Mitt Romney’s latest critique of President Barack Obama — that he adopted a plan to “gut welfare reform by dropping work requirements” — has served as powerful fodder for racially charged attack ads (even if they do fail a basic fact-check).
The truth of the matter: States have been restricting aid to poor people since the beginning of the recession. And in Pennsylvania, work-for-welfare requirements have recently been stepped up, not relaxed. Thanks to a provision slipped into Gov. Tom Corbett’s new budget, Temporary Assistance for Needy Families recipients will now be forced to apply for three jobs per week as soon as they submit their application. Previously, work requirements only kicked in once cash assistance — along with necessary child-care support and transportation allowances — had been approved.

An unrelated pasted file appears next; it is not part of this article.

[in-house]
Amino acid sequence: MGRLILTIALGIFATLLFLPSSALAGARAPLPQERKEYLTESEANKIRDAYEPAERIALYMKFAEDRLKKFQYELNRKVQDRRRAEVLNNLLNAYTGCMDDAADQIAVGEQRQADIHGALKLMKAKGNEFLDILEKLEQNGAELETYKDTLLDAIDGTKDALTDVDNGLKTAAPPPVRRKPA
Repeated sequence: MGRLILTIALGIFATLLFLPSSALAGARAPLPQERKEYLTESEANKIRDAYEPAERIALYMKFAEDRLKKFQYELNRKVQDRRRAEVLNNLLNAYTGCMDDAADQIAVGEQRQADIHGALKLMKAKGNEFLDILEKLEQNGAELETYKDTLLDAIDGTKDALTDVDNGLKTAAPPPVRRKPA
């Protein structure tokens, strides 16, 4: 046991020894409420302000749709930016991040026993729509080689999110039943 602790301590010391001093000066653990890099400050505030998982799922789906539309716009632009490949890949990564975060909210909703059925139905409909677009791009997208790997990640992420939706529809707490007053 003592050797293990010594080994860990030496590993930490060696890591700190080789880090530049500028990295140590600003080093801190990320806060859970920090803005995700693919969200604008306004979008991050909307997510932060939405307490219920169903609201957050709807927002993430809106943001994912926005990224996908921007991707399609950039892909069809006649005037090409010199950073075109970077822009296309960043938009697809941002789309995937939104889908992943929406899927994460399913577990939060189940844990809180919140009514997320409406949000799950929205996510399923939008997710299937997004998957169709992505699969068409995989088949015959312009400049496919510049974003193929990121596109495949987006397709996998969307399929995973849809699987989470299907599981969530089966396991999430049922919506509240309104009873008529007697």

“These new provisions will make it much harder for single mothers of young children to get the cash assistance and other supports they need while they look for work,” notes Kathy Fisher of Public Citizens for Children and Youth. “Most penniless single mothers cannot look for jobs without a child-care subsidy and transportation allowance. There are already strict job-search requirements for parents once they start receiving cash assistance. There is no need to add this new requirement.” After a similar law was implemented in Georgia, the approval rate for welfare applications dropped from 51 percent to 22 percent in three years, according to Community Legal Services of Philadelphia.
The percentage of Pennsylvania’s poor served by welfare has already been cut in half since the passage of the 1996 welfare act. The state’s destitute are now in for more “reform” at the hands of Corbett — and maybe Romney, too.